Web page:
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Don Valley Village
—  Neighbourhood  —
Large apartment towers are located on the major avenues in Don Valley Village
Country  Canada
Province  Ontario
City Toronto Toronto

Don Valley Village is a neighbourhood in the city of Toronto, Ontario, Canada. It is located north of Highway 401, and is bounded by Sheppard Avenue to the south, Leslie Street to the west, Finch Avenue to the north and Highway 404 to the east. Due to the proximity to the Don River Valley (to the east), the neighbourhood has outstanding hill and dale topography.

The neighbourhood, developed in the 1960s and 1970s, occupies the space that was originally a collection of farming hamlets in the early 19th century. In 1963, Consolidated Building Corporation developed a large part of Don Valley Village, advertising three-bedroom houses for $16,550, and providing a "trade-in" on purchasers' current houses.[1]

Three historical landmarks still exist from that period: the Zion Primitive Methodist Church, the Zion Schoolhouse, and the Alexander Muirhead Victorian farmhouse. The area currently includes Fairview Mall, one of Toronto's largest shopping centres; North York General Hospital; Seneca College's Newnham Campus; and the Cummer Park Fitness Centre, one of Toronto's largest municipally operated recreational facilities.

Don Valley Village contains low- to middle-income housing, and is home to many new Canadian immigrants, including those of Armenian, Chinese, West Indian, East Indian or Middle Eastern descent. The mix of housing here includes split level homes, semi-detached homes, and family size detached houses featuring Georgian, Tudor, and contemporary-style designs. There are also a large concentration of high-rise apartment and condominium buildings.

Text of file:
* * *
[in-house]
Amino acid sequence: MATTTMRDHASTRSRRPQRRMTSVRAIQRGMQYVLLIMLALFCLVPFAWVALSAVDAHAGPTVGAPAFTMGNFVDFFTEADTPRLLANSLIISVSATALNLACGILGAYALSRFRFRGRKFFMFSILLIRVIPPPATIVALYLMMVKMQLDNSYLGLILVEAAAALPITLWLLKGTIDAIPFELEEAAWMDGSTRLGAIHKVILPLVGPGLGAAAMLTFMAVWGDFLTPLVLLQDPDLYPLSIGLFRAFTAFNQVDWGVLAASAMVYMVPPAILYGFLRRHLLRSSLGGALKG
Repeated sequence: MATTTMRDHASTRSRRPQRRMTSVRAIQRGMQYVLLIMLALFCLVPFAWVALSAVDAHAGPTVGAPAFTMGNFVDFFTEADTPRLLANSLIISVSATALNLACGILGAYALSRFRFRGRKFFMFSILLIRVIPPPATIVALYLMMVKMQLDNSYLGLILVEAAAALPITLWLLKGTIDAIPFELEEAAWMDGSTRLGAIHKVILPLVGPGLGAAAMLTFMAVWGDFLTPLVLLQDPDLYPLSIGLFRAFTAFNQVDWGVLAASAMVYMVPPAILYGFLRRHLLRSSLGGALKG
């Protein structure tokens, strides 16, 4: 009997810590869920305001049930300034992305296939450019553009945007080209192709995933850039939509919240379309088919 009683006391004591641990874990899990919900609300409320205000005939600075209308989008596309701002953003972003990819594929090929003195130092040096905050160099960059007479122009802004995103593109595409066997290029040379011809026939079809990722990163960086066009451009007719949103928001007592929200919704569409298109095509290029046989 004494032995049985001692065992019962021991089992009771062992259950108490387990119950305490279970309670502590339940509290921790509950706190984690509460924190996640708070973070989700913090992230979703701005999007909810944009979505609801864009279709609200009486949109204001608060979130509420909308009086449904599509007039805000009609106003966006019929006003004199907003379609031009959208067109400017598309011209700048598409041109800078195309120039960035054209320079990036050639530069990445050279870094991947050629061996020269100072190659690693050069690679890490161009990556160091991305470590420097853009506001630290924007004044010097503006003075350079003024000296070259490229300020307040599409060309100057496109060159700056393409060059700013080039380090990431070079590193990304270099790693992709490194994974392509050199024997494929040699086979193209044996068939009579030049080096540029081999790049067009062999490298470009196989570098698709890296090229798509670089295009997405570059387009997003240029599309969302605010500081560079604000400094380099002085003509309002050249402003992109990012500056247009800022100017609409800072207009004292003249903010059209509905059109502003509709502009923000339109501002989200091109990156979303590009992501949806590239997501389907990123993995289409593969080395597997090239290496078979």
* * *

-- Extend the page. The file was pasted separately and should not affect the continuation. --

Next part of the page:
The area is extremely well-connected to the rest of the city. Close by is the crossroads of two major freeways (Highway 401 and Highway 404/Don Valley Parkway). As well, two subways stations, Don Mills Station – the current eastern terminus of the Sheppard subway line, which connects with nine Toronto Transit Commission routes, one York Region Transit route, and the Viva Green line – and Leslie Station are both located within the neighbourhood.



  • Don Valley Junior High School is a public middle school] on Don Mills Road north of the Peanut. It is a dual track school (English and French Immersion). There is ESL (English as a second language), Special ED, DH, LEAP, and French Immersion.
  • St. Timothy's Catholic School is an elementary school located on Rochelle Crescent. It was founded in 1964. In 2005, a new building was opened to replace the older one. The school currently has approximately 600 students. Some prominent alumni include: Scott Speedman (actor), Jamaal Magloire (NBA basketball player) , "Maestro Fresh Wes" and Pat Graham (former Toronto Maple Leaf).
  • Woodbine Junior High School is a public middle school on Don Mills Road in the Peanut area.

The Peanut

Don Valley Village encompasses smaller, non-official neighbourhoods. The most prominent of these is "The Peanut", which is centered on 43°47′00″N 79°21′05″W / 43.7833333°N 79.35139°W / 43.7833333; -79.35139Coordinates: 43°47′00″N 79°21′05″W / 43.7833333°N 79.35139°W / 43.7833333; -79.35139. It is named for the peanut-shaped plot of land created by divergence of the north and southbound lanes of Don Mills Road north of Sheppard Avenue and south of Finch Avenue. The north and southbound lanes, known as Don Mills Road West and Don Mills Road East, split and then are re-joined south of Finch Avenue. The plot of land formed between the divergent lanes is the site of Woodbine Junior High School, Woodbine Public Arena, Oriole Park and the Oriole Community Resource Centre, Georges Vanier Secondary School, and the "Peanut Plaza" shopping centre. The areas to the east and west of the Peanut are usually referred to as Don Valley Village. Local teens and youths often refer to the surrounding area as the "Four Corners" due to the location of four notable housing projects in the area (Sparrowways, Villaways, Allenbury Gardens, and Brahms).


  1. ^ Globe and Mail, 9 September 1963, p.4

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